To address these concerns, optimize your facility based on your specific needs. Whether it’s increased use of automation, optimizing your existing technologies, solving labor consuming applications, or implementing the right software, it’s critical to find the RightFIT strategy for your warehouse or distribution center.
For example, Conveyco’s RightFIT methodology is a 7-step process that helps facilities optimize their warehouse operations, including order fulfillment. Whatever strategy you use, however, make sure it fits your specific business needs.
Choosing an Order Fulfillment Strategy
Before selecting an order fulfillment strategy, it’s important to obtain a thorough understanding of your operations and customer base. Take some time to gather insight and data on your customers’ behavior, typical order structure at your facility, and your current infrastructure. These factors play a large role in determining which strategy you should choose.
There are several order fulfillment strategies to choose from depending on your business and industry, including:
- Direct-to-consumer: Receiving an order and shipping it directly to the customer
- Using stores as distribution nodes: Using existing stores or retail locations as a network of “miniature warehouses,” shipping orders from the stores rather than a centralized distribution center
- Omni-channel order fulfillment: Delivering orders through a variety of channels, such as direct delivery, third-party distributors, or buy online, pick up in store (BOPIS)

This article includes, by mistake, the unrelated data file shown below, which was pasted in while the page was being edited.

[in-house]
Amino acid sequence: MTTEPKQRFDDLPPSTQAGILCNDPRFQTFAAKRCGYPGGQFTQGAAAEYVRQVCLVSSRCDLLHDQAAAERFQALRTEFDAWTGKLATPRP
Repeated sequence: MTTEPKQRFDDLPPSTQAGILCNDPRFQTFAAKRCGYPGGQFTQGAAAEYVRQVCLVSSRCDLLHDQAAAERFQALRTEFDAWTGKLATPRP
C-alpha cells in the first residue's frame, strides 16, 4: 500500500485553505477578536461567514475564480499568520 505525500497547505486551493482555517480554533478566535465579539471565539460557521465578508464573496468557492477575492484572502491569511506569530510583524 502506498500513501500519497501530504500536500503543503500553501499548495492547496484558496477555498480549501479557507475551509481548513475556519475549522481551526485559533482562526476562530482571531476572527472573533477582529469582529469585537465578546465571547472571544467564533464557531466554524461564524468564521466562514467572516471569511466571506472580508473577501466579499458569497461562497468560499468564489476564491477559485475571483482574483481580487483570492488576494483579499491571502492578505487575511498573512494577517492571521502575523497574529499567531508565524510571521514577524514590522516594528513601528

Each of these strategies has benefits and drawbacks, but selecting the right strategy for your business is all about maximizing possible benefits while overcoming the drawbacks.
Some considerations that you’ll need to account for when selecting an order fulfillment strategy include:
- Location: The location of your retail stores or distribution centers plays a large role in which strategy you implement. Choosing distribution center locations based on reaching the largest percentage of customers that require the fastest and cheapest delivery rates is often the desired strategy.
- The size and scope of your business: The larger the business, the easier it is to justify multiple distribution locations, promises of faster delivery, as well as the additional costs.
- Your industry: Your industry plays a large role in the approach you should take. For example, if your business is an ecommerce company that operates solely online, you’re not going to be able to use stores as distribution nodes since physical storefronts don’t exist.
Once again, it’s important to ensure that the strategy you choose is the RightFIT for your organization. You can determine this by planning through the lens of your business operations to determine the maximum level of automation versus labor.